Jump to content
Objectivism Online Forum

Easy Truth

Regulars
  • Content Count

    440
  • Joined

  • Last visited

  • Days Won

    2

Everything posted by Easy Truth

  1. Which is kind of a circular answer in that the person is asking "what is worth sustaining". Isn't this basically determined by emotional response? Not sure when rationality comes in without knowing what you like. Your examples are in fact what the young person wants to know. The hypothetical young person is asking for advice on how to give meaning in his life and the examples you give should be helpful. Now, the idea of "his moral ideal" can be interpreted as subjective or objective. On the other hand "image of man" seems to be objective. What does "image of man" mean in this context"? In theory that could help my hypothetical young person. But ... there is the person that has done ALL that he set out to do. Now, he is in a sense, restarting his life, the question of meaning comes up again. He has done the career and the children thing. Now what? What objective image of man is there to follow in this case?
  2. Yes, but are all of his values chosen? Aren't some of one's values "inclinations/tendencies" that one is born with. As in some have a craving for sugary stuff. Some sleep only 4 hours, some can't sleep less than 8 (like me). Apparently men like "things" and women prefer "people" which pushes people into those type of careers.(I saw this in a Jordan Peterson interview). In other words, I would agree with "within the context of his values", but it seems that the context, takes away some free will. When I was formally doing "growth work", i.e. working on my self psychologically, usually it is about changing oneself, going a better direction. Sometimes one sees its won't happen, I have tried everything, and it is concluded that "this is me", this is who I am, it is not going to change. As in "I will never be skinny", "I will never obtain a Doctorate in Anthropology", become like my father etc. etc. I suppose capability and talent also shape one's values, as in preventing certain avenues from being pursued. Bottom line, if a young person asks you, "how can I make my life meaningful", the question one asks is "what do you really want in life?". They sometimes will ask "What should I want?". Now one can warn that it is a way of becoming a "second hander", that the person has the obligation to come up with the answer for them self. That is all well and good, but it does not answer the question what is "meaningful" for a human being. In other words, what does "meaningful" mean in this context.
  3. I would agree with David. You may have to limit your definition to human life because your requirements push it in that direction. Unfortunately there are other problems to sort out in your formulation. Some human may want to replicate, but some don't and won't and they are alive and have an opportunity and desire to flourish. Question is if the nature of a human requires that they replicate to be happy. Some can't have children. If this premise was true then same sex couples and people that can't have children are doomed to never flourish. I have not seen data on this but I have not seen epidemic type conditions indicating medication or psychological help for these populations. In other words, there is no indication that lack of replication causes prevention of flourishing. We will assume that those who want to commit suicide are aberrations, abnormal, diseased. So a life not worth living would be lived by some who flourish (a contradiction). Now, it is true that without replication humans would not survive as a race. Is species survival equivalent to human life or a necessity of human life? Then you are talking about group life, not an individual life. If so, you have to explain the needs of both. How does an individual flourish vs. how does a group flourish. You talk about patterns of thought and replication. That implies certain thoughts have to be replicated for the species to survive or flourish. Maybe, not sure. So bottom line, it needs some work.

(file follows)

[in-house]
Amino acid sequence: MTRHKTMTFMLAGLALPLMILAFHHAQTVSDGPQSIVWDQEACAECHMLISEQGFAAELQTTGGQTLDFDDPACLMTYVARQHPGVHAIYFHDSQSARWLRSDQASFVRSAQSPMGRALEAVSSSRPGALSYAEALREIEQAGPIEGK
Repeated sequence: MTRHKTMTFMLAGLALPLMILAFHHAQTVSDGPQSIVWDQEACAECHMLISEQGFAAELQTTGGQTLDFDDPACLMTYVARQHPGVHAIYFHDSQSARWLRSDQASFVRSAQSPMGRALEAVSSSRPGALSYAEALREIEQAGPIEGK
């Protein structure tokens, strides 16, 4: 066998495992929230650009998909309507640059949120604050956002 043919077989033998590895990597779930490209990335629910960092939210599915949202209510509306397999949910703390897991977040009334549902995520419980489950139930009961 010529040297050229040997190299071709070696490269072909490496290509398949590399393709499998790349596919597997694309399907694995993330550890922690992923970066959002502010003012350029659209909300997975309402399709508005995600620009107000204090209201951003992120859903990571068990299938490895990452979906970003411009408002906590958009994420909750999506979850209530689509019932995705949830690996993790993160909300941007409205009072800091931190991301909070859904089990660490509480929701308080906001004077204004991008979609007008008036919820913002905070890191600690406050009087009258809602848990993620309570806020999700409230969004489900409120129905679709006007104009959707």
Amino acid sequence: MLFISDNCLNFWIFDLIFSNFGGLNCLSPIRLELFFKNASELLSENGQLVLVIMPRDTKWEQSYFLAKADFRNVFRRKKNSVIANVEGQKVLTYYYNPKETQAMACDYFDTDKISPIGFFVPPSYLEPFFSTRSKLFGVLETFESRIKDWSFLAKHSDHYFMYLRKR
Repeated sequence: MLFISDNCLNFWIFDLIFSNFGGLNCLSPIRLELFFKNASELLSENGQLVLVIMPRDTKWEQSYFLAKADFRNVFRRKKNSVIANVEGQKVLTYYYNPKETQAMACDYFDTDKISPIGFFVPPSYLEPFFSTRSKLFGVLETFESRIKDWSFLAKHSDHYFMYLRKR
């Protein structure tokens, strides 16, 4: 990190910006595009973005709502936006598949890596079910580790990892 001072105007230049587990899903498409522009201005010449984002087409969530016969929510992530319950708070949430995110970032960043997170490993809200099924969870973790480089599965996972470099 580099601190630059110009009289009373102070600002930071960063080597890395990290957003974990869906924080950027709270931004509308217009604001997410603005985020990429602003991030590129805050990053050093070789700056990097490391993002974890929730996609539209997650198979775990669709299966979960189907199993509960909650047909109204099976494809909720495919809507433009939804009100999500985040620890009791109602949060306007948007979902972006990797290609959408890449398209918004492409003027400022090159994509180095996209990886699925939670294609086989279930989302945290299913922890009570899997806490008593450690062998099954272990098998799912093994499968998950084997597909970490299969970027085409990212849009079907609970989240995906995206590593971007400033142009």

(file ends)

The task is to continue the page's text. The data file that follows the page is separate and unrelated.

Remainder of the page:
4. By pattern I am looking at the way one uses it to find the similar. In software engineering one does a lot of pattern matching. I see "concept formation" as "coming up with the pattern" and "concept recognition" as "pattern matching" once you have the pattern. (I will look at what the guy says further) I am not talking about the pattern that grass makes. A blade of grass has a pattern to it. That pattern does not exist in a table or car. I use pattern more like "definition". The aspect of concepts that stands out in this context is that it is a template to recognize (potential) referents with. If I know "table-ness", then I recognize the pattern, the design, the outline, the definition ... when I see another one, a new one. I am actually wondering what you and others think in this regard, I have my confusions. I want to see if I am completely off. My understanding is that if there were no minds, there would be no patterns (in this sense). I define patterns as a set of relationships. Does a relationship exist based on consciousness recognizing it, or is a relationship physical/metaphysical?